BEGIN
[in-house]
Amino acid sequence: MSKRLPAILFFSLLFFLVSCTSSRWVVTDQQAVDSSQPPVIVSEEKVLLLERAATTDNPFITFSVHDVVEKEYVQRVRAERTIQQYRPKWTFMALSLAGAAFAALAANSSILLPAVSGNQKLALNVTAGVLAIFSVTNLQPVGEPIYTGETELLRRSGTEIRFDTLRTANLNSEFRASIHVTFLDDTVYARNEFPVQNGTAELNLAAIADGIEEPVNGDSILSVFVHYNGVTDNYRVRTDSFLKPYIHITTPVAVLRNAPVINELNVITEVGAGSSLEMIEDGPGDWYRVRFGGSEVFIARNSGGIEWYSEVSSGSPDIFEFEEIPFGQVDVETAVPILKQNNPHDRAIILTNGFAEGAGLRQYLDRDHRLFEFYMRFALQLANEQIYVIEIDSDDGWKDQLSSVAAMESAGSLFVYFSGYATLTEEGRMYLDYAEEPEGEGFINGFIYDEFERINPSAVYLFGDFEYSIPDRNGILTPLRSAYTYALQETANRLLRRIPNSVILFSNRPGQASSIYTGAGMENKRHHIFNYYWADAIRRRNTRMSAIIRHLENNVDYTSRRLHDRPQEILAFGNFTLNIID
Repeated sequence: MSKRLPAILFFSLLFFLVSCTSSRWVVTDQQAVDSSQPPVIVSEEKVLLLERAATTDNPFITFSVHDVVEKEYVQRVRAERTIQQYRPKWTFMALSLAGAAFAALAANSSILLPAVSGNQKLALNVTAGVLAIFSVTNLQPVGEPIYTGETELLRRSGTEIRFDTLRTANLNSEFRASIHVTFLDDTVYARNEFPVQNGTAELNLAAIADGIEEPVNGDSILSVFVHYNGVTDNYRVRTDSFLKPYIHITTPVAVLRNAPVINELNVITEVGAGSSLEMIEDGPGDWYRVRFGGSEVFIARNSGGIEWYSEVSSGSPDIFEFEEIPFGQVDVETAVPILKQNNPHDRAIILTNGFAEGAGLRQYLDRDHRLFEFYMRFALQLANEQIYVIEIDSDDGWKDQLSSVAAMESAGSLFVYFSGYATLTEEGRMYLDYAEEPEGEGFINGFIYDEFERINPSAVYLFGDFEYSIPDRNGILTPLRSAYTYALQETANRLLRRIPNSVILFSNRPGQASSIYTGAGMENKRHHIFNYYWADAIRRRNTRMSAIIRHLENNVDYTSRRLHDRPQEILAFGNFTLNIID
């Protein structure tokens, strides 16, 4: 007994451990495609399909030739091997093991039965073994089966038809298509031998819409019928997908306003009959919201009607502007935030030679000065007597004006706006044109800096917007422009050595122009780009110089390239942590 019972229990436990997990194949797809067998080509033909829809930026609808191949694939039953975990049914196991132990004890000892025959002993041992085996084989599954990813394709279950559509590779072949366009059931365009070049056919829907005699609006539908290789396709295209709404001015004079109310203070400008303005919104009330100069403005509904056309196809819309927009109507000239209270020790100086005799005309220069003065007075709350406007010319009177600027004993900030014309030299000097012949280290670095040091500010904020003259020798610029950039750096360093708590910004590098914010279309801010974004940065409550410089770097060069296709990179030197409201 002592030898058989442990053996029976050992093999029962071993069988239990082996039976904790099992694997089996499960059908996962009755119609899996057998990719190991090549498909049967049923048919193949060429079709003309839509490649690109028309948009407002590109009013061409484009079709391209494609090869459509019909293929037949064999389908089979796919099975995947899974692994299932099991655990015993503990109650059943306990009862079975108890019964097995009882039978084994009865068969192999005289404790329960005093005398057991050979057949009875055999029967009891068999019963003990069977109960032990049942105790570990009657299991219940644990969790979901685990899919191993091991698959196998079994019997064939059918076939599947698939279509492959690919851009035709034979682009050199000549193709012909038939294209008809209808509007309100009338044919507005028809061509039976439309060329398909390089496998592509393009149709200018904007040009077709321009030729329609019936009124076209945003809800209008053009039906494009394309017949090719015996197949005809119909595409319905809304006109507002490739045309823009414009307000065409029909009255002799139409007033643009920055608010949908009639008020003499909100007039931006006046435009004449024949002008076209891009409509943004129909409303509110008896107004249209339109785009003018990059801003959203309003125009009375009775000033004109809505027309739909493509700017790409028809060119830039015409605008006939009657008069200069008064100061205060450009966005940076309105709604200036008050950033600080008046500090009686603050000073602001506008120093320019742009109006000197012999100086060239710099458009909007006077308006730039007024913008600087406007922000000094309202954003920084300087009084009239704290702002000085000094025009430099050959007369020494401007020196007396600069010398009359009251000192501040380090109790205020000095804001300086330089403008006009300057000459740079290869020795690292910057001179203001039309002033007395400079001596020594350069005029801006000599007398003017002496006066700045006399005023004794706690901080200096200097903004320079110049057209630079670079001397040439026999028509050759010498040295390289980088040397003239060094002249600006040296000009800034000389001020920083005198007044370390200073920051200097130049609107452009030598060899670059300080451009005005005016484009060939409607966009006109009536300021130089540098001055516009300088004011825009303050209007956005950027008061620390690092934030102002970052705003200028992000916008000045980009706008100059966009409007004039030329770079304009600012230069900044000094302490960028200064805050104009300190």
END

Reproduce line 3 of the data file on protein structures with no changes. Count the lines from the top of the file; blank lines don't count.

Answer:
Repeated sequence: MSKRLPAILFFSLLFFLVSCTSSRWVVTDQQAVDSSQPPVIVSEEKVLLLERAATTDNPFITFSVHDVVEKEYVQRVRAERTIQQYRPKWTFMALSLAGAAFAALAANSSILLPAVSGNQKLALNVTAGVLAIFSVTNLQPVGEPIYTGETELLRRSGTEIRFDTLRTANLNSEFRASIHVTFLDDTVYARNEFPVQNGTAELNLAAIADGIEEPVNGDSILSVFVHYNGVTDNYRVRTDSFLKPYIHITTPVAVLRNAPVINELNVITEVGAGSSLEMIEDGPGDWYRVRFGGSEVFIARNSGGIEWYSEVSSGSPDIFEFEEIPFGQVDVETAVPILKQNNPHDRAIILTNGFAEGAGLRQYLDRDHRLFEFYMRFALQLANEQIYVIEIDSDDGWKDQLSSVAAMESAGSLFVYFSGYATLTEEGRMYLDYAEEPEGEGFINGFIYDEFERINPSAVYLFGDFEYSIPDRNGILTPLRSAYTYALQETANRLLRRIPNSVILFSNRPGQASSIYTGAGMENKRHHIFNYYWADAIRRRNTRMSAIIRHLENNVDYTSRRLHDRPQEILAFGNFTLNIID